Gamiel: Good Example of Restraint?

            In Acts 5 the apostles were arrested because of their preaching of the resurrection of Jesus. That night an angel of God released them from prison and early the next morning they resumed the proclamation of the life found in Jesus Christ. The captain of the temple guard then took some officers, arrested them again, and brought them before the council. At that point, things became quite heated (Acts 5:17-26).

            The high priest, who not long before this was perfectly willing to bear responsibility for the death of Jesus (Matthew 27:20-25), now attacks the apostles for putting the guilt on him and the other leaders. “Did we not strictly command you not to teach in this name? And look, you have filled Jerusalem with your doctrine, and intend to bring this Man’s blood on us” (Acts 5:28).

            Despite the obvious anger of the high priest and the danger they were in, these disciples who had once fled in fear now boldly spoke the words of truth. “But Peter and the other apostles answered and said: ‘We ought to obey God rather than men. The God of our fathers raised up Jesus whom you murdered by hanging on a tree. Him God has exalted to His right hand to be Prince and Savior, to give repentance to Israel and forgiveness of sins. And we are His witnesses to these things, and so also is the Holy Spirit whom God has given to those who obey Him’” (Acts 5:29-32).

            At this point the members of the council were furious and plotted to kill the apostles, but a member of the council, a rabbi called Gamaliel, had the apostles taken outside so that he could reason with his fellow-members of the Sanhedrin. This famous teacher of the law cited a couple of historical examples of rebel leaders who had once drawn large crowds, only to quickly fade from the scene. He then gave his advice to the group: “And now I say to you, keep away from these men and let them alone; for if this plan or this work is of men, it will come to nothing; but if it is of God, you cannot overthrow it—lest you even be found to fight against God (Acts 5:38, 39).” The council agreed not to kill the apostles, though they did beat them and waste their breath in charging them not do any more teaching in the name of Jesus (Acts 5:40-42).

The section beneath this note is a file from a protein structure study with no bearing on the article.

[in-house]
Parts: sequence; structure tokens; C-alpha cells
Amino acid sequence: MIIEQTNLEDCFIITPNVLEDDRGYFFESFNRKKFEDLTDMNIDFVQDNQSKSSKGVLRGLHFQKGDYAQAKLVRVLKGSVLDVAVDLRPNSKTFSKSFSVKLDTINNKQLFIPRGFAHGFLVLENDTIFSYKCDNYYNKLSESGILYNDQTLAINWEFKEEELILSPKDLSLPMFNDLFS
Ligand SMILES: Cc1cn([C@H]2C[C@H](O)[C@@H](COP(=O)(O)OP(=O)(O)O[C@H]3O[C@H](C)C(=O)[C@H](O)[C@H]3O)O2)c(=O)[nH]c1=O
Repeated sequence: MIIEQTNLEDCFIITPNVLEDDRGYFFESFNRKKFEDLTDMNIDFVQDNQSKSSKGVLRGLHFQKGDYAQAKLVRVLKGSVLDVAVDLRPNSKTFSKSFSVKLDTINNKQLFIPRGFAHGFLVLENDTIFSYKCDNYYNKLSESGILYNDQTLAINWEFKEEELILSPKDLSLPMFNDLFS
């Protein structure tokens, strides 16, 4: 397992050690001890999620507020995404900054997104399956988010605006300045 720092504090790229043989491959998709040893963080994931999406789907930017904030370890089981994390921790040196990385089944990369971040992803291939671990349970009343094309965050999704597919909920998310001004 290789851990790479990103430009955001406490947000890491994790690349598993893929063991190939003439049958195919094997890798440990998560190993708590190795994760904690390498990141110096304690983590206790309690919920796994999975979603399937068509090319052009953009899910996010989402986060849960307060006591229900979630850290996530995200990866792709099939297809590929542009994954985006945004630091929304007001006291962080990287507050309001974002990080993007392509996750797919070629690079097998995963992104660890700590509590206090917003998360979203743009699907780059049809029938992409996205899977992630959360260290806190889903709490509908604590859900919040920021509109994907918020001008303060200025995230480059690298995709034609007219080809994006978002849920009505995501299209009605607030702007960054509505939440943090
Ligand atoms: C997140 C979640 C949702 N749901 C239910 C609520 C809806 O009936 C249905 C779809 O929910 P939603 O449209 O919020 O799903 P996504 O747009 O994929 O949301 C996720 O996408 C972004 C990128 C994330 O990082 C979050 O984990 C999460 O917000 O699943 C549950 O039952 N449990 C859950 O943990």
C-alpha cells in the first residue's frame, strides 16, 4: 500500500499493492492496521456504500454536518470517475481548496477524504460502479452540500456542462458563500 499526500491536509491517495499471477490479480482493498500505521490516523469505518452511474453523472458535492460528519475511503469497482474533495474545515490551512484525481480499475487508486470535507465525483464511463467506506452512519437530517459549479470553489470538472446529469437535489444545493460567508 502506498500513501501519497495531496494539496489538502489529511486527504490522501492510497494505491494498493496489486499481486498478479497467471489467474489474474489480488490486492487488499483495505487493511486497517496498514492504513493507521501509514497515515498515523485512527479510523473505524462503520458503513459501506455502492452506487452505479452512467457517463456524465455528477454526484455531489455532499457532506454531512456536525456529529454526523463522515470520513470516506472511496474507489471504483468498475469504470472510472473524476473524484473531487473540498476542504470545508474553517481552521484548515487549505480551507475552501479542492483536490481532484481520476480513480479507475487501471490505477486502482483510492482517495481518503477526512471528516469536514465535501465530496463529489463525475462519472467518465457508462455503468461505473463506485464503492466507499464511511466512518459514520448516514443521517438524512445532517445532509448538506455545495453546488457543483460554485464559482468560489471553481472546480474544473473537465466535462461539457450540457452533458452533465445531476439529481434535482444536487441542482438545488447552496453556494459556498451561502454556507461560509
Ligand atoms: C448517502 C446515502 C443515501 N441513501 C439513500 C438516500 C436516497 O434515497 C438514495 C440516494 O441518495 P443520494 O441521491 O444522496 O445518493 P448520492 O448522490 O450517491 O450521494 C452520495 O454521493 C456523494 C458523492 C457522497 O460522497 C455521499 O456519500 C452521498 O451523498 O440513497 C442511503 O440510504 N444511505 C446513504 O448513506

Gamaliel was Paul’s childhood teacher (Acts 22:3), held in high esteem by first-century Jews and, in regard to this incident, Every Man’s Bible by Tyndale House Publishers praises him for showing restraint and avoiding hastiness. While there is no doubt but that Gamaliel’s counsel benefited the apostles for the moment, was it really sound advice? Should we view his conduct that day as a guide for us today? No one should even question the fact that the Scriptures teach us to avoid hasty and unfair judgments, and the warnings against speaking too quickly are numerous, but I am convinced that the esteemed rabbi erred in his advice to the council.

            First, not everything “of men” will quickly come to nothing. Of course God will judge all in the last day, but idolatry, a work of men, has been around for thousands of years. The same could be said of divorce and polygamy, two corruptions of the Lord’s original plan for marriage. While Gamaliel was correct about the short-lived success of both Theudas and Judas of Galilee, his generalization about the works of men does not always hold true. We cannot count on the works of men quickly fading away.